"Hmmph," he observed, with a grin, "You're still enough of a guy that you don't need a glass. I bet you're going to let a rock-shattering burp rip in a minute."

"I would never—" I began, thinking that I didn't "let rip" burps as Anson, but as I spoke, a bolt of gas slipped out, under my radar. It erupted into a sharp, frog-like belch. Rowan laughed, snorting, "You almost reached the Richter scale with that one."

"Sorry, I—"

He waved my apology off. "Anyway, you didn't answer my question, Mr C: you thought I lived in a pigsty, didn't you?"

"Well, not as bad as that...," I hedged. "I expected... well... empty bottles, pizza boxes... I mean, I didn't expect furniture this nice... everything tasteful and coordinated... and all so clean. I'm sorry, I underestimated you." I stopped, catching a scent in the air— "It even smells clean! Is that an herbal scent? It's almost faint, but definitely there."

"Yep. Scented candle from yesterday, or the day before." He took a swig from his beer. "Anyway, though, I'll admit — if you visited here maybe a year ago, it would have been like you said. Not a pigsty per se, but... you had the details right. All this... cleanliness and harmony and nice smell... this is all due to Femke, my girlfriend."

"Femke? Is she Dutch?"

"Yep. She's great. She could probably give you some pointers about being female, if you're open to it."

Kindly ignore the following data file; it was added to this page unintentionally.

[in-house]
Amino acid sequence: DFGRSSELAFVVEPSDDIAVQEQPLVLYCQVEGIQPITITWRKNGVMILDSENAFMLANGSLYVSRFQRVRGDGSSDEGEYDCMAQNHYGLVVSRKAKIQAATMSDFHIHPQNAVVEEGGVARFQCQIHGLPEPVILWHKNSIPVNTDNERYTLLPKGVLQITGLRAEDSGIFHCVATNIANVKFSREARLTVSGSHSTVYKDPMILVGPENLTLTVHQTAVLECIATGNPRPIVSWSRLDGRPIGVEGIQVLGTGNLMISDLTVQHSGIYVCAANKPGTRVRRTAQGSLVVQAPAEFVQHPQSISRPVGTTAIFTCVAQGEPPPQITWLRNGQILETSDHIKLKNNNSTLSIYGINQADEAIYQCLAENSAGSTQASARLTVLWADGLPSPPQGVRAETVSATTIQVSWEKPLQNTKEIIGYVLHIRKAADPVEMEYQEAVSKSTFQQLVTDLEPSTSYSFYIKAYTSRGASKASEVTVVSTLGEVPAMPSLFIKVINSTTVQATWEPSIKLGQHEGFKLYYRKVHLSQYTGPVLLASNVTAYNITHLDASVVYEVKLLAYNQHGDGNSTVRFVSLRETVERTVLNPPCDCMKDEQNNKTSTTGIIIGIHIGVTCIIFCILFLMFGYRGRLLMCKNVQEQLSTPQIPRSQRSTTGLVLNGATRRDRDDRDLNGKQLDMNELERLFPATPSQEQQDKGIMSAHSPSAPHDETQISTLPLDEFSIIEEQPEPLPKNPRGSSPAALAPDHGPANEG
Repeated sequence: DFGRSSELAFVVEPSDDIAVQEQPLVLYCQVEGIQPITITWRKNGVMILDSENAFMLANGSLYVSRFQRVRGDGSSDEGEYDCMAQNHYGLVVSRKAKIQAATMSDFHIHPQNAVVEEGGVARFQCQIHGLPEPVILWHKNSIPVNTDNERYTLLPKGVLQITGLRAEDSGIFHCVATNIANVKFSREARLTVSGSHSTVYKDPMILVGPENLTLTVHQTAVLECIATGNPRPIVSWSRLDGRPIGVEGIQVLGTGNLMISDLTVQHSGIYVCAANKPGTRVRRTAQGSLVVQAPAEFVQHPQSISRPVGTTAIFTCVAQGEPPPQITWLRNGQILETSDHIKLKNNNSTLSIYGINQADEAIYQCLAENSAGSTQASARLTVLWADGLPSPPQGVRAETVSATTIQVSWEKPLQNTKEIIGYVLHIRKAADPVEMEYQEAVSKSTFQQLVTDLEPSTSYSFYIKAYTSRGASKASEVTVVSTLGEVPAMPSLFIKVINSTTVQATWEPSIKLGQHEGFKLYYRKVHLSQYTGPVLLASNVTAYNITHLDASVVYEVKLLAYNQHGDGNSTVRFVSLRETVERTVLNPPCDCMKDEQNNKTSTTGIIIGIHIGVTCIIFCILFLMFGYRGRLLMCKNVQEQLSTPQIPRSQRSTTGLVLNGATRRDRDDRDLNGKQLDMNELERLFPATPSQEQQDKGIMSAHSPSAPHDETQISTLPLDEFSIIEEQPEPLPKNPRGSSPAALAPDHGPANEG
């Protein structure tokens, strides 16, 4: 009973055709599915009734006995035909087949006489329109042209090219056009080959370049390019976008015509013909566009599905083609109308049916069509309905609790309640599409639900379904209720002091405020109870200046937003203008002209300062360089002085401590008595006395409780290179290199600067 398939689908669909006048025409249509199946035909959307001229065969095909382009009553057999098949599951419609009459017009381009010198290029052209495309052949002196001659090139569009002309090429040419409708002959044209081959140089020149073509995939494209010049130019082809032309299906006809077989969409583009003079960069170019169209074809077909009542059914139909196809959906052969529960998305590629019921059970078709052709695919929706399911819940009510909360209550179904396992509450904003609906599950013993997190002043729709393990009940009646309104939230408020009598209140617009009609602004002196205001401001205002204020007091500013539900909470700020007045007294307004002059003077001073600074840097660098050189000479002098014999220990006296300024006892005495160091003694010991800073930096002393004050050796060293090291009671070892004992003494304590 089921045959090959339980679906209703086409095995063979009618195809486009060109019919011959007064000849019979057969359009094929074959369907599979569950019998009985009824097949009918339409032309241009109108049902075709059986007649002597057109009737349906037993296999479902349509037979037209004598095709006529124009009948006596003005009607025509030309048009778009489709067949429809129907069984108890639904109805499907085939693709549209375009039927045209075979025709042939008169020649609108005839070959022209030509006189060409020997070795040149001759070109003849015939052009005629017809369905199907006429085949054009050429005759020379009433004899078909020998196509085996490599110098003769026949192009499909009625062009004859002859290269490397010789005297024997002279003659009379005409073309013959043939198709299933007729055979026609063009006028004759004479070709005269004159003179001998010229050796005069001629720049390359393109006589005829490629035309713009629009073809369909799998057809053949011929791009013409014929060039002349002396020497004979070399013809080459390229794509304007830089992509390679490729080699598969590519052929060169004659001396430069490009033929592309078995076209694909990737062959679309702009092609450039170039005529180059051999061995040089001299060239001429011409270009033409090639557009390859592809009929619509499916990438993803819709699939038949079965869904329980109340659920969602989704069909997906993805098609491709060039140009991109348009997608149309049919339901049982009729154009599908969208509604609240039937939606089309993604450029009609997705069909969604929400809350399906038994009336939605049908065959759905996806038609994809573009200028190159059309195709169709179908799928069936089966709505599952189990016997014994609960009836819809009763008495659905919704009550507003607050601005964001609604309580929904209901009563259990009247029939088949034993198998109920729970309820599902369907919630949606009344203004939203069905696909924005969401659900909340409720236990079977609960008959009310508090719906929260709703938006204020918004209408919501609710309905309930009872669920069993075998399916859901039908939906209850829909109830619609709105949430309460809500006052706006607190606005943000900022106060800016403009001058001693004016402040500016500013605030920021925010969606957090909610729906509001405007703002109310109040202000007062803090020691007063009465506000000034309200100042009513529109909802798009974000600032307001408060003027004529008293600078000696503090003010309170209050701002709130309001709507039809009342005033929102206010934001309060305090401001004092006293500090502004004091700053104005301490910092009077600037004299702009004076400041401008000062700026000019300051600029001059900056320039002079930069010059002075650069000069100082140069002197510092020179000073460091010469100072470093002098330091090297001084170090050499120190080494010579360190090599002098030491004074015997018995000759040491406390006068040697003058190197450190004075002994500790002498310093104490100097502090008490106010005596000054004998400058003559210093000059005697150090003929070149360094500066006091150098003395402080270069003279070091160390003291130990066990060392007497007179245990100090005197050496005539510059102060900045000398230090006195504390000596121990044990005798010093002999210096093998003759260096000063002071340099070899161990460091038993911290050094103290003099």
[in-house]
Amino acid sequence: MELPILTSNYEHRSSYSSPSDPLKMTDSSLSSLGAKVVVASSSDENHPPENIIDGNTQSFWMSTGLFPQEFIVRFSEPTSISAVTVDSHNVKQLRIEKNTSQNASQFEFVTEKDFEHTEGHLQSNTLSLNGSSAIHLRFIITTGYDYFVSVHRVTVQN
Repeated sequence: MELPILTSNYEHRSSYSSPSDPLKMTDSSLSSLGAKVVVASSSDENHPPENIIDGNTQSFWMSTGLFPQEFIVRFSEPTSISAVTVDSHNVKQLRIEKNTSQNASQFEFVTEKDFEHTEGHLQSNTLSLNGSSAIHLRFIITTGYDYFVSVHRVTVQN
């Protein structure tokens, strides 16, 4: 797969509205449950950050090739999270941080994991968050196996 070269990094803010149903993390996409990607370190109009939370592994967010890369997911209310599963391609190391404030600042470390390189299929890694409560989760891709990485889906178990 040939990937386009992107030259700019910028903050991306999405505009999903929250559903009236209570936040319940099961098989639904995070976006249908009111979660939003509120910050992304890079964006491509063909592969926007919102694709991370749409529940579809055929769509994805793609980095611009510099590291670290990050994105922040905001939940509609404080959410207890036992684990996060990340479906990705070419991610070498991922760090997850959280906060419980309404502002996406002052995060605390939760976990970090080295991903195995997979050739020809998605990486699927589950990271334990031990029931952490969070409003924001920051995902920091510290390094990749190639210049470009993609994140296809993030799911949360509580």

"Sounds like a great idea."

Rowan took a step back, away from me, and made some strange facial contortions. "Um, speaking of scents," he said, bringing the back of his hand near his nose, "You've been sweating pretty hard, haven't you."

"Oh, sorry, do I smell bad?"

"Big time. Listen, I want to hear the story of your encounter with the Switcher, but first you need a shower. I'll give you a towel. Use the girly looking shampoo and body wash and such in the shower. I'll lay out some of Femke's clothes on the bed that you can wear." He glanced at his watch. "When you go into the bathroom, hand me out your clothes and I'll run them down to the dry cleaner around the corner. They have a rush service; they'll have them ready by morning."

"Okay," I agreed. "Just one thing, though: while I'm in there, can you go through this woman's bag? See if you can figure out what... uh... well, whatever you can out about her. Okay?"

"Sounds intriguing," he agreed. "Oh, and if you're hungry, I can order some Chinese. There's a great place a few blocks from here."



Showering was quite an interesting experience, though I didn't have time to dwell on my anatomical changes. Rowan cautioned me that the hot water tends to run out quickly. "So do your hair and your face, first and fast. Just remember that a cold blast is coming." And so it did! I managed to clean my head and upper body with hot water, but ended by dancing in an icy spray as I rinsed the soap off my legs and feet.

Honestly, though, as different as it felt to have a full pair of breasts as well as a completely reformatted pelvis, the most interesting part of the shower was washing my hair! Anson's hair was sparse and thin. It was decades since I enjoyed the sensation of running my fingers through my hair, and Merope had plenty of hair.

As I dried myself, I examined my new face in the mirror. I liked it. It wasn't show-stoppingly beautiful, but it was nice enough. Merope looked like a good person, even if her purse might say otherwise.

But then, a question came. I opened the door a crack and yelled, "Rowan? Are you here?"

"Yes, I'm here. What do you need?"

I shouted, "What does Femke do with her hair after a shower?"